The last two decades changed the economy of cutting fluids. It started out as around 3% of the total cost in machining production in Toronto and around the world. Nowadays, cutting fluids take up 16% of the cost of an average machining Toronto job. While cutting tools are only around 4% of the total cost, manufacturers prefer to use tools with shorter life in the hopes of saving up in the cutting fluids without realizing that this approach is less expensive.
There is also the possibility that tool life may not even lessen because most of the materials that make up the tool is brittle such as cements, ceramics and coated carbide. These materials are easily chipped and broken once subjected to thermal stress, adding a coolant may worsen the condition.
The cutting tools used in milling experiences hot and cold as the cutter enters and exits the work area. The hot and cold temperate causes expansion and contraction which may cause stress on the material. After repeated operation, thermal cracks may form on the tool and gradually make it crumble.
Without realizing, cutting fluid can worsen the situation since fluids are known to only cool areas that are warm. When this happens, the temperature intensifies and the thermal stress inflicted on the tool is increased.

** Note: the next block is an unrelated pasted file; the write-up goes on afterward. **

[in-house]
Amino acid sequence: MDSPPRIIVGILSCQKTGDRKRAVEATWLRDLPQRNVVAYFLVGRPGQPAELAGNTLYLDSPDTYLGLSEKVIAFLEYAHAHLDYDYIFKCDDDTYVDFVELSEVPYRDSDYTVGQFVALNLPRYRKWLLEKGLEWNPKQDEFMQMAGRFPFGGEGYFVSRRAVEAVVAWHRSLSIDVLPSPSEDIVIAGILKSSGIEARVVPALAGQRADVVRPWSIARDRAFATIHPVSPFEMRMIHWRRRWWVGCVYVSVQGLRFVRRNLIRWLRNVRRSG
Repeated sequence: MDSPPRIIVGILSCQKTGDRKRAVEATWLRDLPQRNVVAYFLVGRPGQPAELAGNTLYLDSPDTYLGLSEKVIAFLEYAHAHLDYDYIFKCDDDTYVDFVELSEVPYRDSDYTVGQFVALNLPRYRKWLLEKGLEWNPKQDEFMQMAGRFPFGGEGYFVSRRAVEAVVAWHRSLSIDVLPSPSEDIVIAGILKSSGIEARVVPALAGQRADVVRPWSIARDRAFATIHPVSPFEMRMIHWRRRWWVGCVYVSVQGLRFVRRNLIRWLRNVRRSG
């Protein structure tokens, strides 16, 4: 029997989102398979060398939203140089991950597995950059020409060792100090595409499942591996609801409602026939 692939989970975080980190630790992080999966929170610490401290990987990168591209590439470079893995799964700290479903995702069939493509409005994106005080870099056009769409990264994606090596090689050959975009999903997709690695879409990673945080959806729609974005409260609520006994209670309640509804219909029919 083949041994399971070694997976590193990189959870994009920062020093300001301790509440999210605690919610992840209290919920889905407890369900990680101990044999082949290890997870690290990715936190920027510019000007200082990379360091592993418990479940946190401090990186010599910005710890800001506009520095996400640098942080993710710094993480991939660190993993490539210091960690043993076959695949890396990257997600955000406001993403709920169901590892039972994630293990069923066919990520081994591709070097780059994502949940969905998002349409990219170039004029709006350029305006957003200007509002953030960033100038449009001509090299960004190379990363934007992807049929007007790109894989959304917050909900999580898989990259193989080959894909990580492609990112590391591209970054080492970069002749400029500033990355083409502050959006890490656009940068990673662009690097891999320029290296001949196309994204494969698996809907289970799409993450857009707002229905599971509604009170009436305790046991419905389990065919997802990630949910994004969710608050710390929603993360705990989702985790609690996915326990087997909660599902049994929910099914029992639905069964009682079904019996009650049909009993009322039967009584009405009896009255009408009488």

Cutting fluid is mostly used in applications such as drilling, reaming and tapping. When drilling, it is important that the drill is properly lubricated so the chips are easily ejected from the holes.
Aside from saving cost and improving the tool life, there are other factors that encourage users to try machining such as the material. There are instances when a cutting fluid can stain the surface or contaminate the material. There are also materials that can be easily cut even without applying cutting fluid such as carbon and alloyed steel or alloys of cast iron. They are easily operated on the machine and a conductor of heat. On the other hand, materials such as low-carbon steel needs cutting fluid to serve as a lubricant.
Most aluminium alloys does not required lubricants because of the low temperature when cutting. In cases where the cutting is done at a high speed, high pressure coolant may be used to break chips.
Dry machining a stainless steel material can be a bit more of a challenge. Heat is the main culprit when it comes to this material. High temperature may cause overheating and may shorten the tool’s life as a result. Also, stainless steels are considered gummy which may lead to build-up in the edges and the finish cut may have a poor finish.
For every rule there is an exception, even in machining. There are certain materials that can’t be done using dry machining. This includes high temperature alloys and alloys which are nickel and chromium based. These types of materials need enough cutting fluid if the heat is to be dissipated properly. The cutting fluid also helps lessen the heat generated while cutting.